|Two newly ordained priests of the Fraternity of St Peter last year|
The time is overdue to admit married men to (shortened) formation and ordination. The faithful laity face the prospect of fewer churches and yet fewer priests. The priests themselves are service-weary and often confused, anxious and unwilling to address personally problematic matters. Whatever the challenges of securing a change, and then of implementing it, priests and people have a common interest in making the case not for allowing clergy to marry but for admitting the married to the clerical state. This implies two routes: celibates and married, with no opportunity for marriage or re-marriage once ordained (as is the case with permanent deacons), and, for reasons of exclusive commitment, only the celibate should be bishops.
I wrote a letter in reply as follows; it is in this weekend's edition.
|Another newly ordained FSSP priest (centre), Fr Marek Graboski|
The policy fails for precisely the reason Prof. Haldane mentions: ordination is no longer the only route to a good education and lifestyle for most people. This means that there is nothing attractive to most young men about an undemanding clerical existence. The only way to attract them is by presenting them with a truly impressive clerical ideal. You only have to look where vocations today are going, both for the priesthood and the religious life, to see the point confirmed. Specifically, in the West, celibacy is central to the priestly ideal, since it underlines the priest's identification with Christ.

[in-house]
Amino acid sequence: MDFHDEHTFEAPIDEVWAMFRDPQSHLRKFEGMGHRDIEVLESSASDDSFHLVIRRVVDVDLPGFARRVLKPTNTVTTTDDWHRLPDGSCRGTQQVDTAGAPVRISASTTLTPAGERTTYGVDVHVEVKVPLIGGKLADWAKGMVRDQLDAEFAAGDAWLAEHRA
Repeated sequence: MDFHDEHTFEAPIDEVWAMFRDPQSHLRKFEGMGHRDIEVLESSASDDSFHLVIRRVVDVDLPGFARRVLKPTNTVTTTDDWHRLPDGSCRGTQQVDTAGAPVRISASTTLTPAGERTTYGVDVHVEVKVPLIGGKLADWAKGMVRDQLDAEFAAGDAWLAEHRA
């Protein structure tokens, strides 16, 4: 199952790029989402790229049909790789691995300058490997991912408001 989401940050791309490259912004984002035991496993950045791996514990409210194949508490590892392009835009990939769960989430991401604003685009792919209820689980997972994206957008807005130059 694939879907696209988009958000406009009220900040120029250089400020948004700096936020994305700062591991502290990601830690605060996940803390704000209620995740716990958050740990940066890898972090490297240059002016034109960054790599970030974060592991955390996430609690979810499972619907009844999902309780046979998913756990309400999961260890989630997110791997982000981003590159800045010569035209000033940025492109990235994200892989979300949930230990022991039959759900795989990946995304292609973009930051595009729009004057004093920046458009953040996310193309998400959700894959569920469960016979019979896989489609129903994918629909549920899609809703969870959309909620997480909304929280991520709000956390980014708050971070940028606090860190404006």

|The Franciscan Sisters of the Immaculate at Lanherne, Cornwall|
The saddest thing about Haldane's article is that it shows that there are still thoughtful and intelligent people under 60 who are remain stuck in the post-Conciliar consensus, that the solution to every problem is to make concessions, to make things easier. If any policy has been tested to destruction, this one has. What happens when we make the priesthood about cosy self-fulfillment instead of self-sacrifice? We get fewer priests, because most young men are aware of simpler ways of pursuing cosy self-fulfillment. Shouldn't that be obvious?
The same is true for the laity. See the FIUV Position Paper on the Eucharistic Fast, which references some interesting research on how more demanding religions often attract more committment than lax ones. If you think about it, it makes sense. The researchers Mark van Vugt and Anjana Ahuja found this:
‘Paradoxically, the costlier the rituals associated with a belief system, the more enduring it is. One study of religious communes in 19th century America showed that those making the most extreme demands on their followers—giving up worldly goods, celibacy, shunning contact with outsiders, relinquishing certain foods and alcohol—were the most enduring.’